Sector Education
Project type New build
Services provided Product / system manufacture
Product / system supply
Installation
Year completed 2017
Project location West Midlands
Client University of Wolverhampton
Products used EASYLAB room air management system; VAV controllers
 
 

Context

When the University of Wolverhampton built its £25m Rosalind Franklin Science Building, the energy efficiency of the new facility was of utmost importance as it had set ambitious targets as part of a 5-year Sustainability Strategy.

The energy consumption of laboratories is often 3-4 times that of offices on a square metre basis. This can mean that laboratory buildings are responsible for 50-80% of the total energy-related (non-residential) carbon emissions of research-intensive universities. One of the major reasons for high energy consumption in labs relates to the need for larger volumes of conditioned air. In addition to the higher cooling loads associated with IT-intensive spaces, labs involve elevated energy consumption associated with fume cupboards, which require high volumes of air supply and extraction to ensure that work can be carried out safely. Providing energy efficient air management was therefore fundamental to achieve outstanding environmental performance for the new building.

Work undertaken

TROX installed its EASYLAB room air management system (to optimise the energy efficiency of supply and extraction of air in the labs), in addition to Variable Air Volume (VAV) controllers for the building’s central air conditioning and cooling system. TROX also analysed the air terminal device requirements of different zones in the building, installing the best possible designs of grilles and diffusers to maintain the optimum learning environment for students and staff.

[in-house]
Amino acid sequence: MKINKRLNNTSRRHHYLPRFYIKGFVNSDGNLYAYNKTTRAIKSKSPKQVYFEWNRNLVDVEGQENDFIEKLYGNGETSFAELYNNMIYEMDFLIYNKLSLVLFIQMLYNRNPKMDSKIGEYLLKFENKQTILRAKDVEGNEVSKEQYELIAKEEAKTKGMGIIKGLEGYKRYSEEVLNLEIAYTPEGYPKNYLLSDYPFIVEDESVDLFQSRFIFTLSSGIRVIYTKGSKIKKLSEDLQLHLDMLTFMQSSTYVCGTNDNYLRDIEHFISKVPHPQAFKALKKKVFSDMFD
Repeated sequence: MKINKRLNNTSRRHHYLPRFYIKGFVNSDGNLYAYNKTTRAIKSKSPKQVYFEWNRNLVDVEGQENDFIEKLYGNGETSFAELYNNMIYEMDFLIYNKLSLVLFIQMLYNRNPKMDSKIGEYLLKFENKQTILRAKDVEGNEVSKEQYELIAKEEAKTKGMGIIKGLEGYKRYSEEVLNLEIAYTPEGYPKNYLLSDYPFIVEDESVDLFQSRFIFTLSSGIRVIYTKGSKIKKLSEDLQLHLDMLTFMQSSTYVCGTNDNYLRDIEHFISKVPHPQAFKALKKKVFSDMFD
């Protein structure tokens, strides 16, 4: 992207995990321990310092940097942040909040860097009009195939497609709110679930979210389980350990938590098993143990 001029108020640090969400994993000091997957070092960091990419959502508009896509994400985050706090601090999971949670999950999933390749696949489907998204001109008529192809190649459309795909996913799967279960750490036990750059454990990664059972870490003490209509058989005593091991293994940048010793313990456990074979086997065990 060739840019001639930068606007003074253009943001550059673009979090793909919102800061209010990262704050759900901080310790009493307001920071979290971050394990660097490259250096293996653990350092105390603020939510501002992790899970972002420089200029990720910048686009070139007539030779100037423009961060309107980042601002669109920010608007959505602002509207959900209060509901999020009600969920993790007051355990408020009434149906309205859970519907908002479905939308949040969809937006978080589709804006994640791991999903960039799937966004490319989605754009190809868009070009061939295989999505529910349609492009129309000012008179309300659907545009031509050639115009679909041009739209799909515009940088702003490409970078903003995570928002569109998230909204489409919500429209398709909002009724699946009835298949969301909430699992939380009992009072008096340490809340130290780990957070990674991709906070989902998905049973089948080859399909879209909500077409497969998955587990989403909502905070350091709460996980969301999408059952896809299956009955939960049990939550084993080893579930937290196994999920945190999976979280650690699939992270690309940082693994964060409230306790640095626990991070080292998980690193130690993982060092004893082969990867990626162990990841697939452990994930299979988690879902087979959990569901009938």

EASYLAB manages the supply and extract controllers so that they respond rapidly to changes in extract volumes by the technical extract (eg fume cupboards) to ensure the correct air flow balance and room pressure at all times in the labs. This significantly improves energy efficiency, as it prevents unnecessary supply of conditioned air to the space. The energy savings are made possible by offsetting one form of exhaust air against another. By scaling down room exhaust air extraction in line with fume cupboard extraction when sashes are open, the room air management system is able to prevent over-supply and extraction of conditioned air from the space.

EASYLAB has also meant that the energy-saving mode on the Building Management System can be utilised effectively to reduce energy consumption when laboratories are unoccupied.

To work in conjunction with EASYLAB, VAV controllers have been installed within the building’s central aircon system. These VAV controllers ensure that the supply of conditioned air, throughout the building, can increase and decrease automatically in line with building load. This provides a significant opportunity to reduce energy consumption compared with traditional constant speed systems – where components are set to work at full load at all times. 

Lastly, the effective selection of the optimum air terminal devices will ensure that conditioned air is delivered into occupied zones in the best possible way to ensure an effective learning environment. TROX determined the best grilles and diffusers to install in different parts of the building to avoid draughts, dumping of cold air, or stagnation/inadequate circulation. These devices ensure the effective control of air velocity, turbulence intensity and temperature
differential.

Outcome

The variable air volume (VAV) air management system has enabled the University to make significant strides towards their sustainability targets by improving carbon footprint in the most energy-intensive part of the university.